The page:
Knowledge for better food systems

Estimating the Environmental Costs of Africa’s Massive “Development Corridors”

In this paper, researchers from James Cook University, Australia, assess the impact on the environment and agriculture of 33 planned or existing “development corridors” in sub-Saharan Africa. Development corridors are tracts of land earmarked for large-scale infrastructure expansions (e.g. road access) with the aim of increasing agricultural production.

The researchers overlaid a 50-km-wide onto each development corridor and estimated – using the distribution of electric lights visible at night in satellite images – the human occupancy of this area (i.e. the population living in the vicinity of each development corridor; the authors acknowledge that this necessarily excludes communities without electricity). The environmental value of each development corridor band was estimated as a composite index of environmental values, which account for, for example, species diversity, habitat values and carbon storage capacity. Each corridor was then assigned a conservation priority – i.e. an indication of how valuable that corridor was to preserve rather than develop. For example: a corridor with high conservation priority was deemed to be one that had high environmental values and low human occupancy. The researchers also investigated the number of protected areas that would be affected by the corridors. Finally, they estimated the potential agricultural benefits of each development corridor.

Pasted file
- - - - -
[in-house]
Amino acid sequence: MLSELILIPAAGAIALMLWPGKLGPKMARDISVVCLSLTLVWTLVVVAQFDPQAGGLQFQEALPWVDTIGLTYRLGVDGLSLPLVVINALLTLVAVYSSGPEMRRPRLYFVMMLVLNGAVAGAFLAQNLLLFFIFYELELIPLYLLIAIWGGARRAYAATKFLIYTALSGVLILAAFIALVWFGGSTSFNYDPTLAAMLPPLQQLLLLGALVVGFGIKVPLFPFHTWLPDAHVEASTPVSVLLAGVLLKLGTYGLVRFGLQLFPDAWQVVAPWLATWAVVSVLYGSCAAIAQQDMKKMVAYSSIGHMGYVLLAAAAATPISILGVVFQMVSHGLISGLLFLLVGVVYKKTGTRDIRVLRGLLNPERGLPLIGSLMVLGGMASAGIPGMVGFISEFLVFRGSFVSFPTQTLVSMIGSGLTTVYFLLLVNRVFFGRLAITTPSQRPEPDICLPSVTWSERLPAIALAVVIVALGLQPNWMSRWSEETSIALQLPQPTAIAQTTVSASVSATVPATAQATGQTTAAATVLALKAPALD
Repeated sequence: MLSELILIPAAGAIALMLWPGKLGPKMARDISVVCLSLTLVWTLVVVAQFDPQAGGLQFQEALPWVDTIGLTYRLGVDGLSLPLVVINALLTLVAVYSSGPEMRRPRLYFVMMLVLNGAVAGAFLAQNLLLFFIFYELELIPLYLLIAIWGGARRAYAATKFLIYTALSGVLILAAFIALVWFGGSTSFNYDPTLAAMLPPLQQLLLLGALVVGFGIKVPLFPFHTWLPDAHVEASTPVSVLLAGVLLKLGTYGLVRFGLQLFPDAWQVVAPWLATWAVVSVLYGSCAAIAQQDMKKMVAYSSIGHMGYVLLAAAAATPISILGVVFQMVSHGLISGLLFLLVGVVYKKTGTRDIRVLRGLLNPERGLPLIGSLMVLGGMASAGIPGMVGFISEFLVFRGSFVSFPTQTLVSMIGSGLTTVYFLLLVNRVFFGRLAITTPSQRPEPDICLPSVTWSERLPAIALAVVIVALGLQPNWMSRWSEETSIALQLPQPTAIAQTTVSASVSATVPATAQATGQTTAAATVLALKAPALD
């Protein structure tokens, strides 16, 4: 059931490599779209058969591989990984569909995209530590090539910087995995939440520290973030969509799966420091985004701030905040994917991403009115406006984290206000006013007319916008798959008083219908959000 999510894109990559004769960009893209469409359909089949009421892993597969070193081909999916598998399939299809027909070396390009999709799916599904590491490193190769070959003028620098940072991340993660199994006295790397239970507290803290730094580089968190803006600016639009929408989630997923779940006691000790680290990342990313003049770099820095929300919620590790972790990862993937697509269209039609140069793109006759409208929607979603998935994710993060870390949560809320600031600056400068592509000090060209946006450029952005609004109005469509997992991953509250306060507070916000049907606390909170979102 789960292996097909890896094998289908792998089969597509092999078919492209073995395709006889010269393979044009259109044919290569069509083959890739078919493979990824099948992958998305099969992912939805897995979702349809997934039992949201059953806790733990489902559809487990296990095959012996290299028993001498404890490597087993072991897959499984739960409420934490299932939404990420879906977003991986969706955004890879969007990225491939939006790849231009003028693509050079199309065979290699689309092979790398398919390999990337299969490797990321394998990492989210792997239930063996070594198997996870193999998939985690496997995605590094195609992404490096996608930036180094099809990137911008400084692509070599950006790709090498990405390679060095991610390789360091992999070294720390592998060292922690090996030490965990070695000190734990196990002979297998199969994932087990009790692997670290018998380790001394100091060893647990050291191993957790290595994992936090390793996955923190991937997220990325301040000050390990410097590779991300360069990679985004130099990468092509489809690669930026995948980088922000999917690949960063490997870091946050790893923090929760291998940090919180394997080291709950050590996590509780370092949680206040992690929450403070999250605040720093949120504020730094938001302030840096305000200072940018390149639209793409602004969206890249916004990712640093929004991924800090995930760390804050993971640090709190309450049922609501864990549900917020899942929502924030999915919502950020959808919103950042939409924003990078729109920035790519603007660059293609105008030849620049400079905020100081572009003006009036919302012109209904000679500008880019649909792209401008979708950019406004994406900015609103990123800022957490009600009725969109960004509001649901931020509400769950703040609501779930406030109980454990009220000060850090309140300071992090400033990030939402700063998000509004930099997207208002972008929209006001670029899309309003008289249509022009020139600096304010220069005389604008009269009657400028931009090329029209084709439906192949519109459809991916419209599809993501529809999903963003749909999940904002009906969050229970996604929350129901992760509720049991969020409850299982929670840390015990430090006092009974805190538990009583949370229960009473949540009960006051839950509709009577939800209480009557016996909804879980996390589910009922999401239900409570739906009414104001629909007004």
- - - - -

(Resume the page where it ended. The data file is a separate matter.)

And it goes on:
The key findings were:

  • The percentage of each development corridor area that was occupied by people varied widely between corridors (ranging from 0.7% to 45.7% of the total area of each corridor band), but most corridors were only very sparsely populated (only 8 of the 33 corridors had visible electric lights in more than 10% of the imaged area).
  • The environmental values of the corridors sampled varied widely, but the environmental value of corridors dominated by forests were significantly higher than of those dominated by savannah woodlands of desert shrublands.
  •  Forest- and savannah-woodland-dominated corridors had significantly higher conservation value than desert shrublands, with the highest conservation values to be found in equatorial corridors of densely forested areas.
  • The main transport links at the centre of the 33 development corridors would bisect a total of 408 protected areas. Including the 50 km wide band around each corridor, 2,169 protected areas fall at least partially within at least one corridor band.
  • While there was great variation in agricultural potential across the corridors examined, the 14 planned corridors were shown to have a lower agricultural potential than the 19 existing ones

Based on these findings the authors conclude that many of the existing or planned corridors (especially the latter) may bring benefits to only very small numbers of people, that these agricultural benefits may be insignificant and that their environmental and conservation costs may be extremely high, going so far as to recommend that a number of these projects ought to be cancelled or at least reined in. The authors note the links between some development corridors and large-scale mining projects and the financial and social ramifications of this; the positive correlation between corridor length and negative environmental impact; and that corridors near areas of existing disruption and impact, e.g. urban areas, will have less negative impact than those in more remote areas. The authors conclude that while development corridors are likely to play an important role in Africa’s development, concerted efforts are needed to ensure that these maximise agricultural gains while minimising environmental harm.